Q. I’m getting married and my fiance wants to make sure his children from his first marriage get good inheritances when he dies rather than everything going to me. I don’t know how I feel about this or what would be fair. Can you give any guidance?
— Bride to be
A. Congratulations on your pending nuptials.
Estate planning for spouses with children from a prior relationship can be tricky. We’re going to refer to you and your fiancé as spouses even though you’re not married yet, just to make it simpler.
We can’t tell you how you should feel or what’s fair. That’s very personal and will depend on your relationship with your spouse, his children, and other factors.
We’re going to assume your spouse wants you to have ample financial resources after his death, and also that he wants to make sure his children receive an inheritance.
If your spouse leaves all of his assets to you outright, there is no guarantee that his children will ever receive anything, said Andrew Novick, a certified financial planner and estate planning attorney with The Investment Connection and Brookner Law Offices in Bridgewater..
“Even if you execute a will that gives his children an inheritance when you die, you could change the will at any time after your husband’s death,” Novick said. “The new will could cut his children out and leave everything to someone else, such as your children – whether children with the deceased spouse or from a prior or later relationship – or a new spouse.”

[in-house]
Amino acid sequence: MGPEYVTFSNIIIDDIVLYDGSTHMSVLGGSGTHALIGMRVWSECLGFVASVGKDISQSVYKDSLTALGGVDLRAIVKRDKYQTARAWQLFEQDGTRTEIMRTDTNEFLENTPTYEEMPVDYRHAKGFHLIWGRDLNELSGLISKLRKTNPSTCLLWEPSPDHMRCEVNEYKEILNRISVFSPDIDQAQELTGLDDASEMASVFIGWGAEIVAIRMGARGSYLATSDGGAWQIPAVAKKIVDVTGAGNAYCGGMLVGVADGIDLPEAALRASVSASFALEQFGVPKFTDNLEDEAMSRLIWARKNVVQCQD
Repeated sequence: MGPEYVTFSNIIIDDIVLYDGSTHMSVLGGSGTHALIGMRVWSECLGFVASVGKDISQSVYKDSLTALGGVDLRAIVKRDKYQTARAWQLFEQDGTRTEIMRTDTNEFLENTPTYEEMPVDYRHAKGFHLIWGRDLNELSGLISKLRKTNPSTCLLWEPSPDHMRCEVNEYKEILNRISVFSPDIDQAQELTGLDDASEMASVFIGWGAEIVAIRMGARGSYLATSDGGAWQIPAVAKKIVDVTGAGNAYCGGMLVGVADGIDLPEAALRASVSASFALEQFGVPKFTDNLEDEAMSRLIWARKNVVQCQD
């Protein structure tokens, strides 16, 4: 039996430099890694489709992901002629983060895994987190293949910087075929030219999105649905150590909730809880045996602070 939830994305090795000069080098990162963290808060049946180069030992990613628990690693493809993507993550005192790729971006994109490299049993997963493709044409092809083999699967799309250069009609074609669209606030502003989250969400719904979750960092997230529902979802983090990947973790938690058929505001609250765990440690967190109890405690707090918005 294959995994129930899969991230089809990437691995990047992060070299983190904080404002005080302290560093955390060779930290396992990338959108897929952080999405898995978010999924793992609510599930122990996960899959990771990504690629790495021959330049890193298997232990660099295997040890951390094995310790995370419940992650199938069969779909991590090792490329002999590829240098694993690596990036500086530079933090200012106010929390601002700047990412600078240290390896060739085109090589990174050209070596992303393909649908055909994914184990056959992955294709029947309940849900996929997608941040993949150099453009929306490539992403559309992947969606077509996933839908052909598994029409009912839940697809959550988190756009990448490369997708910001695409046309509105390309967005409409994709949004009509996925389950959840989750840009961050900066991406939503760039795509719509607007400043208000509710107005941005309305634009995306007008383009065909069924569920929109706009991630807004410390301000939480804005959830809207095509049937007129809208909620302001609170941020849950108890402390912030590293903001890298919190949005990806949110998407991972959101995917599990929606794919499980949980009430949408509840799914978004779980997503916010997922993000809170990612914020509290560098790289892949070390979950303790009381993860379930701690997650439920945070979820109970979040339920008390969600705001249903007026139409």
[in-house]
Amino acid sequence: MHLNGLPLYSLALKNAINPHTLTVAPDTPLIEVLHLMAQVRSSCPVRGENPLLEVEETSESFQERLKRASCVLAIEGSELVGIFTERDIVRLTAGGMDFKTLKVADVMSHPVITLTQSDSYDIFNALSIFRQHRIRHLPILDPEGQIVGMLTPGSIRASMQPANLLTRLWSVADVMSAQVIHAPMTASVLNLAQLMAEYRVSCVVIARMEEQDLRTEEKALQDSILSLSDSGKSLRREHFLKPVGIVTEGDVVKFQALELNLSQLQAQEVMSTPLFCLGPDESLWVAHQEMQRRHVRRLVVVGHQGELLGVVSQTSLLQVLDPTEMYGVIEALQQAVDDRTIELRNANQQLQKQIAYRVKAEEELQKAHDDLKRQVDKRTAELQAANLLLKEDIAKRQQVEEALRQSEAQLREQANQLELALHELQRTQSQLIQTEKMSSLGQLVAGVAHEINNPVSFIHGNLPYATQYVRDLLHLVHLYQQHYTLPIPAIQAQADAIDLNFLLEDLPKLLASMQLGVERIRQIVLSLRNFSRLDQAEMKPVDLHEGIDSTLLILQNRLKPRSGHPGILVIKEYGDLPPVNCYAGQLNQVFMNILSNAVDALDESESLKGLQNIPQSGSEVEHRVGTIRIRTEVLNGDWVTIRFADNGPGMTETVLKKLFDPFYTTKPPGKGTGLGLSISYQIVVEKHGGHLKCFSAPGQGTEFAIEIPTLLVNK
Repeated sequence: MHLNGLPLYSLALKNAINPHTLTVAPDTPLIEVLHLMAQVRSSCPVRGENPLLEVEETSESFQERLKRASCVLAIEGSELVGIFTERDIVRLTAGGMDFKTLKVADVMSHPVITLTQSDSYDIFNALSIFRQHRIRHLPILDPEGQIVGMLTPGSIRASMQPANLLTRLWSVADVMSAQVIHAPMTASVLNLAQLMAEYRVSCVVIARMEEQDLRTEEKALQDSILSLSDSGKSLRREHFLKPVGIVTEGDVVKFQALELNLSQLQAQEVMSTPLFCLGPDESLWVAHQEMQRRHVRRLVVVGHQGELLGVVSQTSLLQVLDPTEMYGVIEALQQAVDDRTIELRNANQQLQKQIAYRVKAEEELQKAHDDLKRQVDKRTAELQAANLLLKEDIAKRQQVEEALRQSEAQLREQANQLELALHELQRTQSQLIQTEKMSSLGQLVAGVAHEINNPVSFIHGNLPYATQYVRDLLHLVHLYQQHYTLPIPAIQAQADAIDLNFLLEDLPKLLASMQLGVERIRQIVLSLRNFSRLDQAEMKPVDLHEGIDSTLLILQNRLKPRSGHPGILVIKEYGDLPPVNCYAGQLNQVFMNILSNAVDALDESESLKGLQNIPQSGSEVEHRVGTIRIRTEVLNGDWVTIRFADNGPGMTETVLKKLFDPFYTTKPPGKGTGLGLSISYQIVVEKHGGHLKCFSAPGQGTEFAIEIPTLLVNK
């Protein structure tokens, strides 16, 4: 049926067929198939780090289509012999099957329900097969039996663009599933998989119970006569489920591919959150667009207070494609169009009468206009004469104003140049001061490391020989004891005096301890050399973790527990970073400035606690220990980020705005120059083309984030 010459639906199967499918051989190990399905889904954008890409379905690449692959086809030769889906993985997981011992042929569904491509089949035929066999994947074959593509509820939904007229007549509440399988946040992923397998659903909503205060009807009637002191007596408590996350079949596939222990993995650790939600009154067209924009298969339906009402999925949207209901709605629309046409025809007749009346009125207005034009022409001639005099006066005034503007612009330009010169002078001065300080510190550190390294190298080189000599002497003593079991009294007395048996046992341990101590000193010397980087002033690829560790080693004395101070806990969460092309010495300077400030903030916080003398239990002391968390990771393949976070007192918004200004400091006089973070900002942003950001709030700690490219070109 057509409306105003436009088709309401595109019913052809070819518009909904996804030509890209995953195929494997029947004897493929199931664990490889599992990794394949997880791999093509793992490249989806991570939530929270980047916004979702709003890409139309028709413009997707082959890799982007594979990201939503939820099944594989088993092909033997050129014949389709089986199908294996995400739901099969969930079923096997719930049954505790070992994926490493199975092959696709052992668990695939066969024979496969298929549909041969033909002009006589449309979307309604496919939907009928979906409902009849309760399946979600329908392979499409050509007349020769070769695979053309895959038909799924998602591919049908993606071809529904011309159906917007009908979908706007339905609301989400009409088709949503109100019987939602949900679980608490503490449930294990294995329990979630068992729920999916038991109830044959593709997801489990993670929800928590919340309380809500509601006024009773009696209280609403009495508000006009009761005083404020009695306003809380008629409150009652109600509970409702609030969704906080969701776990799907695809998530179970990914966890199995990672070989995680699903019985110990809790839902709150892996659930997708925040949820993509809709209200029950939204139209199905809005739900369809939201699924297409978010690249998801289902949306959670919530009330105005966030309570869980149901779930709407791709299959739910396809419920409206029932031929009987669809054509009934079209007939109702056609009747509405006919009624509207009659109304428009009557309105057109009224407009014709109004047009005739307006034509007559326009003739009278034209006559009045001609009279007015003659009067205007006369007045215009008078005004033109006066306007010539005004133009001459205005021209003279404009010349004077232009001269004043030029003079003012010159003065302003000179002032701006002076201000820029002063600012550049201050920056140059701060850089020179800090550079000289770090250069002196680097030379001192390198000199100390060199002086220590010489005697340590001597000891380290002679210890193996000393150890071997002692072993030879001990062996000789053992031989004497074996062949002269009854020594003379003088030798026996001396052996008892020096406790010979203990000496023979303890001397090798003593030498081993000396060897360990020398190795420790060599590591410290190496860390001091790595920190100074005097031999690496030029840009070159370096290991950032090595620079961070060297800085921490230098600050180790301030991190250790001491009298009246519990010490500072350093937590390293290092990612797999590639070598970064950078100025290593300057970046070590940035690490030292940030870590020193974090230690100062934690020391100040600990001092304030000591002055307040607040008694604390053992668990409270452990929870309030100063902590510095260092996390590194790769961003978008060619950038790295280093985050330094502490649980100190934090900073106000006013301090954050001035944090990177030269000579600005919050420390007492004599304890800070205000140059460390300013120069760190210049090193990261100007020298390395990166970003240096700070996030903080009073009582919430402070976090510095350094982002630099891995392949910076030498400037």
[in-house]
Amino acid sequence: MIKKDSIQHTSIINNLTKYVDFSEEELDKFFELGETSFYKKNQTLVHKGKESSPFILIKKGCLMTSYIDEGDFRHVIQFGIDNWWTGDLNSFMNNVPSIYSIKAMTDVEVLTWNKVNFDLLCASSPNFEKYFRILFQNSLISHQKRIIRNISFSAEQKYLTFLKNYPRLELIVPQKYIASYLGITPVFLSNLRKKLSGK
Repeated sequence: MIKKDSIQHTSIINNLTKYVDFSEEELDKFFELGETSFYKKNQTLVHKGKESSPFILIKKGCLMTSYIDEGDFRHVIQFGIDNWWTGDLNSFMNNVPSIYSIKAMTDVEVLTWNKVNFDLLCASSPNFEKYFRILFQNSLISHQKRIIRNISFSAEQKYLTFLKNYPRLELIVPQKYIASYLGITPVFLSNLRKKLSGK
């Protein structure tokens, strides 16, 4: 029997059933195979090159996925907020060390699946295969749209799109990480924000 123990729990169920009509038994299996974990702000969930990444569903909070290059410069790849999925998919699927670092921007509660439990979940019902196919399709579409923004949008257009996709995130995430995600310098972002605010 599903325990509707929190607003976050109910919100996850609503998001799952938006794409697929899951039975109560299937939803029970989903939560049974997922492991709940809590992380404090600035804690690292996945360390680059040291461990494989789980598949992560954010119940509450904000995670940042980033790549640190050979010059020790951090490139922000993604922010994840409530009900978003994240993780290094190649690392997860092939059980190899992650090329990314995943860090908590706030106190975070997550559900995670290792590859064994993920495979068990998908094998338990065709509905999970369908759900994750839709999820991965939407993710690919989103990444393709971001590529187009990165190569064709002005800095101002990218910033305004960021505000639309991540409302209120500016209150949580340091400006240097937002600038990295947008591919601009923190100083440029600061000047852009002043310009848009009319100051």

From this perspective, you husband has a dilemma, Novick said.
So before discussing common solutions, let’s address whether he can unilaterally cut you out of his will.
As with most legal issues, the answer depends, Novick said, but New Jersey does have some laws to protect spouses from this situation.
“You may be able to claim an `elective share,’ which essentially entitles a surviving spouse to one-third of the deceased spouse’s estate even if the deceased’s will states that the survivor gets nothing,” Novick said. “However, the law is needs-based, meaning that if you have your own property, either acquired independently or inherited from your spouse – including life insurance benefits – that is more than the elective share amount, then you are not entitled to anything beyond what is provided under the will, which could be nothing.”
There is also the law concerning an “omitted spouse.”
If your spouse executed a will before the marriage that leaves everything to his children but has no provisions for a future spouse, then you are still entitled to a share of the deceased spouse’s estate under the New Jersey intestacy laws, Novick said.
Intestacy laws generally only apply when someone dies without a will, but they would also apply in this situation, he said. In that case, you would be entitled to somewhat more than 50 percent of your husband’s estate and his children would inherit the rest, Novick said.
Your husband has several ways to address the situation.